Certainly, had Tribeca Blues been merely round three of Terry's dangerous game, fans would still have lapped it up. Fusilli's impassioned prose; the nostalgic, bittersweet flashbacks to happier times; the warm friendship between slacker Diddio and the increasingly mature Bella; the finely wrought renderings of New York City's various districts and boroughs; the imagined conversations between Terry and his deceased wife; the sparring with Bella's psychologist -- they're all here, ready to please any fan of this series' previous installments. But Fusilli, it turns out, is after far bigger game, and in Tribeca Blues he does something that's so brave and audacious, his longtime readers will be left gasping. And yet it's so simple: Fusilli lines up his characters, reintroduces all the major themes of the series ... and then ups the ante by gleefully kicking all of Terry's props out from under him.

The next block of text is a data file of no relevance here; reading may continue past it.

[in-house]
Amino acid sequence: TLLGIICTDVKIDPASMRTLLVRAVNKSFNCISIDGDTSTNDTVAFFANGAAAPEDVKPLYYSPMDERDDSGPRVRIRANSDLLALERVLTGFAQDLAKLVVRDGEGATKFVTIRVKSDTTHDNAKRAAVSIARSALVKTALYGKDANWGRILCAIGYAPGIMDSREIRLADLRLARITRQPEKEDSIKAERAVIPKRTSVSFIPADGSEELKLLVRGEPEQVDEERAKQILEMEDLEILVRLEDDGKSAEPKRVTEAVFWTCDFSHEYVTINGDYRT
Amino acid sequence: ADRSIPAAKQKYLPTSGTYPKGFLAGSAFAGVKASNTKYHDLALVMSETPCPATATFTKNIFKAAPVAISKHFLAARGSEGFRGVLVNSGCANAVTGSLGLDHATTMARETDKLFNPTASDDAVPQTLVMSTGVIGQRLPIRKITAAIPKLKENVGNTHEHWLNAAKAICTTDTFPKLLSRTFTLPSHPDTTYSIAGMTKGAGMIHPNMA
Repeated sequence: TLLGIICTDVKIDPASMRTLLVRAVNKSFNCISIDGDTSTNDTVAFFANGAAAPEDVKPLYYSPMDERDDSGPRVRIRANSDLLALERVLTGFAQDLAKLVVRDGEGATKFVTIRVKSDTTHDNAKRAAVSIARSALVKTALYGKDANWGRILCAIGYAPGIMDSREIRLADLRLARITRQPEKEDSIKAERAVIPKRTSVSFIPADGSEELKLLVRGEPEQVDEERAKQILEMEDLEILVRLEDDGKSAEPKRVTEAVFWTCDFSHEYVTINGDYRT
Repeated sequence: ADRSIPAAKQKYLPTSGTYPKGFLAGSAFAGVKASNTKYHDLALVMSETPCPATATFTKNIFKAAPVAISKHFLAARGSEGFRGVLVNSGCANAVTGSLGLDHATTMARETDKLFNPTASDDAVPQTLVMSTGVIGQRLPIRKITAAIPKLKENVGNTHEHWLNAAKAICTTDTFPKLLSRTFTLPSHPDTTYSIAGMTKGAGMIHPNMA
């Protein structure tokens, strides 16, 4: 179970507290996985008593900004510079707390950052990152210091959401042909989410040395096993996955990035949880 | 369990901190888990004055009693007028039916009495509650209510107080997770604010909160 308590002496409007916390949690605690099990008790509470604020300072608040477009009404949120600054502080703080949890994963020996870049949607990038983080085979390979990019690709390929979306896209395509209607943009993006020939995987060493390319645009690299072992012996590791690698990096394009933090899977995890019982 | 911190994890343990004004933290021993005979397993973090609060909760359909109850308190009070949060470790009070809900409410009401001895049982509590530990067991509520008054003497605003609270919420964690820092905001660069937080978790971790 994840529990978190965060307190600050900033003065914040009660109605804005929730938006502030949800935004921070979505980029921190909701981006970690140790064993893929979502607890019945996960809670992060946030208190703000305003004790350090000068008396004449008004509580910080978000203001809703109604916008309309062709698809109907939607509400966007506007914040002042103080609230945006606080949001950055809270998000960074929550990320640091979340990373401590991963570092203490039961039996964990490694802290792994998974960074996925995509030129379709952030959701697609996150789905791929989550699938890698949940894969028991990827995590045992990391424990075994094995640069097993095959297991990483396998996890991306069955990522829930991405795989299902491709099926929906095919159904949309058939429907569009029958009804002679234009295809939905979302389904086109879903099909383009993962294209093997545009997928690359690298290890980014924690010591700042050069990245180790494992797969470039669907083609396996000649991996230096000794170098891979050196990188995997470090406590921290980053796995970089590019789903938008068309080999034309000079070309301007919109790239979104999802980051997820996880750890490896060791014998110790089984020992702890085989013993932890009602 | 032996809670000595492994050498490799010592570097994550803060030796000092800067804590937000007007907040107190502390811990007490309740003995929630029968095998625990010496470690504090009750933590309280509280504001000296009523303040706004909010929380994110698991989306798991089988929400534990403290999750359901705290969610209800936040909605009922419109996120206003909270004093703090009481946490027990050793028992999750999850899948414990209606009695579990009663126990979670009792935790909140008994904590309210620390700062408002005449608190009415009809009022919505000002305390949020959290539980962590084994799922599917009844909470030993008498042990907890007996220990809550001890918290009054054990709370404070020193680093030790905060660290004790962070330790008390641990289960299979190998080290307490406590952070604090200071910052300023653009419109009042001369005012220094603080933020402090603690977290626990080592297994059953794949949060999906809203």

Oh, you can find the conventional elements of a modern gumshoe tale in this novel -- people die, secrets are outed, there are a few head-shaking coincidences, plenty of good ol' sex and violence and despair and cynicism, and Terry is run through the usual physical and emotional wringer. In this case, the festivities kick off when eccentric bar owner Leo Mallard, one of Terry's closest friends (and one of this series' more colorful figures), kicks off, leaving his bar to Diddio and saddling Terry with a mess of legal and financial problems that need to be sorted out -- not the least of which is the barkeeper's final entreaty to Terry (left in a handwritten note tucked in a shoe), that he should find Mallard's estranged wife, the cold-hearted Loretta Jones, and "bring her to justice, make her pay for taking my business." The detective's attempts to "set things right" soon lead him to Leo's funeral and into the company of his late friend's twisted family in New Orleans, and reveal some troubling details about Leo's past. In the midst of all this, though, a mysterious fax provokes Terry's return to New York, where he's plummeted right back into his own obsessive hunger for vengeance.